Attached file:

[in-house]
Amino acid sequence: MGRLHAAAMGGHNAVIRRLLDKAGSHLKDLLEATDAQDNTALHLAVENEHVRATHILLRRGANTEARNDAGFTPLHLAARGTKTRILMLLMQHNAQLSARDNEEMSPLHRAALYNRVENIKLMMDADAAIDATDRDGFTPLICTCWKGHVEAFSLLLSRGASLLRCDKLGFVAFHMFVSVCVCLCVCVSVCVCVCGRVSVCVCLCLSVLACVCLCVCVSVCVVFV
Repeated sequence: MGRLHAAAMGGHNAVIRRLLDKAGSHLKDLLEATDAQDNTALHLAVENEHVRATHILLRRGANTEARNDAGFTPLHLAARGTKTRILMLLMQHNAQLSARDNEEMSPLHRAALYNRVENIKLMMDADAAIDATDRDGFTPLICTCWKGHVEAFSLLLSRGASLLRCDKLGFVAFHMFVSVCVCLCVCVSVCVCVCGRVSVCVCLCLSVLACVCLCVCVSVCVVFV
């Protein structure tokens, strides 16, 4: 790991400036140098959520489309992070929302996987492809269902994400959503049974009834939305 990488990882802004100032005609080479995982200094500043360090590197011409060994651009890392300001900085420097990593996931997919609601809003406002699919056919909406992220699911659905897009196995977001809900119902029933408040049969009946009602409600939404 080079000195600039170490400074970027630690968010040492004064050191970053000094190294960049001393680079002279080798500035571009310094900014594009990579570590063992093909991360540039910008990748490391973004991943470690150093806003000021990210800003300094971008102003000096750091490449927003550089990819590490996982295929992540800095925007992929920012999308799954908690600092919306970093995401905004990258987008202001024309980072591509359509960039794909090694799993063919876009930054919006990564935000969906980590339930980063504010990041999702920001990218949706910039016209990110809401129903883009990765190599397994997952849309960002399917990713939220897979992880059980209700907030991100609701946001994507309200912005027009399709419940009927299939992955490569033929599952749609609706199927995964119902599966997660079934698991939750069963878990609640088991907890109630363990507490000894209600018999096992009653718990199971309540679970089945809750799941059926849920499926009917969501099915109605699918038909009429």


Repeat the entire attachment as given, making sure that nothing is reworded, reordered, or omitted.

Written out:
[in-house]
Amino acid sequence: MGRLHAAAMGGHNAVIRRLLDKAGSHLKDLLEATDAQDNTALHLAVENEHVRATHILLRRGANTEARNDAGFTPLHLAARGTKTRILMLLMQHNAQLSARDNEEMSPLHRAALYNRVENIKLMMDADAAIDATDRDGFTPLICTCWKGHVEAFSLLLSRGASLLRCDKLGFVAFHMFVSVCVCLCVCVSVCVCVCGRVSVCVCLCLSVLACVCLCVCVSVCVVFV
Repeated sequence: MGRLHAAAMGGHNAVIRRLLDKAGSHLKDLLEATDAQDNTALHLAVENEHVRATHILLRRGANTEARNDAGFTPLHLAARGTKTRILMLLMQHNAQLSARDNEEMSPLHRAALYNRVENIKLMMDADAAIDATDRDGFTPLICTCWKGHVEAFSLLLSRGASLLRCDKLGFVAFHMFVSVCVCLCVCVSVCVCVCGRVSVCVCLCLSVLACVCLCVCVSVCVVFV
């Protein structure tokens, strides 16, 4: 790991400036140098959520489309992070929302996987492809269902994400959503049974009834939305 990488990882802004100032005609080479995982200094500043360090590197011409060994651009890392300001900085420097990593996931997919609601809003406002699919056919909406992220699911659905897009196995977001809900119902029933408040049969009946009602409600939404 080079000195600039170490400074970027630690968010040492004064050191970053000094190294960049001393680079002279080798500035571009310094900014594009990579570590063992093909991360540039910008990748490391973004991943470690150093806003000021990210800003300094971008102003000096750091490449927003550089990819590490996982295929992540800095925007992929920012999308799954908690600092919306970093995401905004990258987008202001024309980072591509359509960039794909090694799993063919876009930054919006990564935000969906980590339930980063504010990041999702920001990218949706910039016209990110809401129903883009990765190599397994997952849309960002399917990713939220897979992880059980209700907030991100609701946001994507309200912005027009399709419940009927299939992955490569033929599952749609609706199927995964119902599966997660079934698991939750069963878990609640088991907890109630363990507490000894209600018999096992009653718990199971309540679970089945809750799941059926849920499926009917969501099915109605699918038909009429």